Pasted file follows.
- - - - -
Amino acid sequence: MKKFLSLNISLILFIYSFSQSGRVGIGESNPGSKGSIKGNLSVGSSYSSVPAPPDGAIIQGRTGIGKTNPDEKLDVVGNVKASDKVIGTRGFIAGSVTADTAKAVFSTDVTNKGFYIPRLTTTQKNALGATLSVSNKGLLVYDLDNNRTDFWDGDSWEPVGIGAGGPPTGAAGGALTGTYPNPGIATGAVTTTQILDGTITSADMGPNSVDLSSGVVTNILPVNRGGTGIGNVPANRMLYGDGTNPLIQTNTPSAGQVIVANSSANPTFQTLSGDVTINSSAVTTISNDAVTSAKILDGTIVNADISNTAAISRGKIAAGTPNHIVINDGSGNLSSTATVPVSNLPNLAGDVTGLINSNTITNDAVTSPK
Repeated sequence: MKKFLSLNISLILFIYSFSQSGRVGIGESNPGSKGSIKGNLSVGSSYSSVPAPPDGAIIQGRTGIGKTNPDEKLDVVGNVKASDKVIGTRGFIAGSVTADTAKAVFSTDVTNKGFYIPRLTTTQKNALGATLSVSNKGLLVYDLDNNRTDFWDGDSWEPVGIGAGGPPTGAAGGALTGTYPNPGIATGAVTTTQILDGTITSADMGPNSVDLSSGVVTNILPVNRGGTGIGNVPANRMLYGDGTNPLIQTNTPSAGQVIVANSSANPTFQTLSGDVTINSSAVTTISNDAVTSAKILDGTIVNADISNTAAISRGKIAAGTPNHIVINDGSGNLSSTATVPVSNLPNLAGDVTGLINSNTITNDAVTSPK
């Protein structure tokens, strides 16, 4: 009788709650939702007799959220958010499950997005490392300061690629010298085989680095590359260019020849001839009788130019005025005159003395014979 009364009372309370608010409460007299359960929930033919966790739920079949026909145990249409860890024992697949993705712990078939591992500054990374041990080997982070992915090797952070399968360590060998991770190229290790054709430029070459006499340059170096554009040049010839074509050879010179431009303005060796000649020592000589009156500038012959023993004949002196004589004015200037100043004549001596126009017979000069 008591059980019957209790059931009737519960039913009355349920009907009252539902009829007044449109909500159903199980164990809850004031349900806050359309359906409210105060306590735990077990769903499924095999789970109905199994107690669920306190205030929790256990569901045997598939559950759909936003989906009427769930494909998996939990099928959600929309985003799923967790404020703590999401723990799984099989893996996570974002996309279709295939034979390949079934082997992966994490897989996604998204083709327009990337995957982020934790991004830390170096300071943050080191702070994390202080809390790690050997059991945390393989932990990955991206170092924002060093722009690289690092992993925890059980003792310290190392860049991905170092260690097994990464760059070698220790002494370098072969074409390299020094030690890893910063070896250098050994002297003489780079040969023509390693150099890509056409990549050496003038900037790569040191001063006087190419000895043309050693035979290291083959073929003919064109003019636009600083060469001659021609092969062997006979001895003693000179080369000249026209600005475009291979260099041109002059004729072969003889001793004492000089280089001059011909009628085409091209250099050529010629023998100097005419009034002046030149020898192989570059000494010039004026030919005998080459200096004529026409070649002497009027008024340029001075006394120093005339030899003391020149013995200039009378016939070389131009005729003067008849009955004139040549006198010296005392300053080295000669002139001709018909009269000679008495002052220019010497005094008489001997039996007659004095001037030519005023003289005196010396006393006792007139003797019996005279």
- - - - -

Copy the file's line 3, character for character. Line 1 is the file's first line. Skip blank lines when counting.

């Protein structure tokens, strides 16, 4: 009788709650939702007799959220958010499950997005490392300061690629010298085989680095590359260019020849001839009788130019005025005159003395014979 009364009372309370608010409460007299359960929930033919966790739920079949026909145990249409860890024992697949993705712990078939591992500054990374041990080997982070992915090797952070399968360590060998991770190229290790054709430029070459006499340059170096554009040049010839074509050879010179431009303005060796000649020592000589009156500038012959023993004949002196004589004015200037100043004549001596126009017979000069 008591059980019957209790059931009737519960039913009355349920009907009252539902009829007044449109909500159903199980164990809850004031349900806050359309359906409210105060306590735990077990769903499924095999789970109905199994107690669920306190205030929790256990569901045997598939559950759909936003989906009427769930494909998996939990099928959600929309985003799923967790404020703590999401723990799984099989893996996570974002996309279709295939034979390949079934082997992966994490897989996604998204083709327009990337995957982020934790991004830390170096300071943050080191702070994390202080809390790690050997059991945390393989932990990955991206170092924002060093722009690289690092992993925890059980003792310290190392860049991905170092260690097994990464760059070698220790002494370098072969074409390299020094030690890893910063070896250098050994002297003489780079040969023509390693150099890509056409990549050496003038900037790569040191001063006087190419000895043309050693035979290291083959073929003919064109003019636009600083060469001659021609092969062997006979001895003693000179080369000249026209600005475009291979260099041109002059004729072969003889001793004492000089280089001059011909009628085409091209250099050529010629023998100097005419009034002046030149020898192989570059000494010039004026030919005998080459200096004529026409070649002497009027008024340029001075006394120093005339030899003391020149013995200039009378016939070389131009005729003067008849009955004139040549006198010296005392300053080295000669002139001709018909009269000679008495002052220019010497005094008489001997039996007659004095001037030519005023003289005196010396006393006792007139003797019996005279």